Frequently Asked Questions
June 30, 2023

Corrective Action Plans: Frequently Asked Questions

Corrective Action Plans: Frequently Asked Questions

Corrective Action Plans: Frequently Asked Questions

A Corrective Action Plan (CAP) is a written plan that is developed by a facility or provider agency in response to incidents reported to the Justice Center. The CAP provides the roadmap to improve the circumstances or conditions that contributed to the incident. The development of a CAP also provides an opportunity to look for additional areas in need of improvement at a facility or provider agency to protect people receiving services from harm.

Providers involved with developing a CAP tend to have several questions about the process. We’ve recapped a number of these questions below as a quick reference.

When is my CAP due?

The Justice Center requires that your CAP is approved by your state oversight agency (e.g. Office of Mental Health, Office for People With Developmental Disabilities) within 100 days from the date of the determination letter sent by the Justice Center. You should refer to the specific timeframes set forth by your state oversight agency or other regulatory body as they may require a different timeframe.

The Justice Center determined the case was unsubstantiated, does my agency need to submit a corrective action plan?

In short, probably! You should review the letter of determination and investigation summary report to identify areas of concern. An unsubstantiated determination by itself does not mean that corrective actions are not needed. In most cases, a corrective action plan is beneficial because it assists facilities and provider agencies in identifying ways to prevent incidents of abuse and neglect.

The Justice Center did not note any areas of concern in the investigation report, so how do I know what to put in a corrective action plan?

You should review all investigative materials to determine areas in need of improvement. Your Incident Review Committee or Special Review Committee may also make recommendations.

Why does the Justice Center follow up on my program’s corrective action plan when the state oversight agency already approved the plan?

The Justice Center has the authority and responsibility to make recommendations to improve the quality of care at facilities and provider agencies under its jurisdiction. This is done through reviews and audits of corrective action plans. This important audit function allows the Justice Center to make recommendations to facilities and provider agencies so that they can improve the quality of care and prevent incidents of abuse and neglect.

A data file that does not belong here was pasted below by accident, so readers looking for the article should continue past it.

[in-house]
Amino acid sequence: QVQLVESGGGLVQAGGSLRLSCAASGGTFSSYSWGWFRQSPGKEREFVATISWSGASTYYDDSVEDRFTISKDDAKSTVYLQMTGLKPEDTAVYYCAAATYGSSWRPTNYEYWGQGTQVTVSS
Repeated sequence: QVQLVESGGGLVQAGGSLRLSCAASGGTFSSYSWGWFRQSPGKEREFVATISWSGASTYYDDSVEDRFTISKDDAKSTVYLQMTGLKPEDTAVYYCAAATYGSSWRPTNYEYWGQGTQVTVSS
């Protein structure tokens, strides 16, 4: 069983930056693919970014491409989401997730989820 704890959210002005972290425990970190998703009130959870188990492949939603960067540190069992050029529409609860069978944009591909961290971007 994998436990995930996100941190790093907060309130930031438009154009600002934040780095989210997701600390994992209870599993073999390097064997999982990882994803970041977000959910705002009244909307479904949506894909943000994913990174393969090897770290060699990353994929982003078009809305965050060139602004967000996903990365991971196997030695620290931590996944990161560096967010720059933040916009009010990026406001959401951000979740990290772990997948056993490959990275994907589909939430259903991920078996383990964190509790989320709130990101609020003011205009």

Is termination of staff considered a corrective action?

Yes, termination is considered a corrective action. However, this action alone may not be enough to prevent a similar incident from occurring and you should consider other areas in need of improvement, such as training or policy changes.

What steps should my agency take while an investigation is underway?

The most important thing to do while an investigation is underway is ensure the safety of the people in care and of staff. This often includes taking immediate steps to safeguard people, like seeking medical care and, if warranted, separating subject staff from victims, fixing any environmental issues, and providing enhanced oversight of the program. If the Justice Center or state oversight agency is conducting the investigation, you should not conduct any investigative activities, such as taking written statements and conducting interviews, unless explicitly directed to do so by the Justice Center, your state oversight agency, or as required by other regulatory bodies.

The subject is appealing the substantiated finding, should my agency wait until the appeal process is complete to develop corrective actions?

An appeal does not alleviate an agency’s requirement to complete a CAP, so you should not wait until the appeal process is complete to develop and implement corrective actions. The appeals process is a separate process from the corrective action planning process so a CAP should still be developed.

The authorized person in my agency already submitted information to the Administrative Action Reporting Mechanism (AARM). Do we still need to develop a CAP?

Yes, AARM submission and CAP development are two different processes. While the AARM requires that your agency submit information about actions taken with staff after a substantiated report of abuse or neglect, the CAP process includes a more robust review of the agency’s policies, trainings, and practices to implement corrective actions that may help prevent future incidents of abuse and neglect.

Interested in learning more? Check out our full CAP toolkit linked below. We cover FAQs, incident lifecycles, case studies and much more.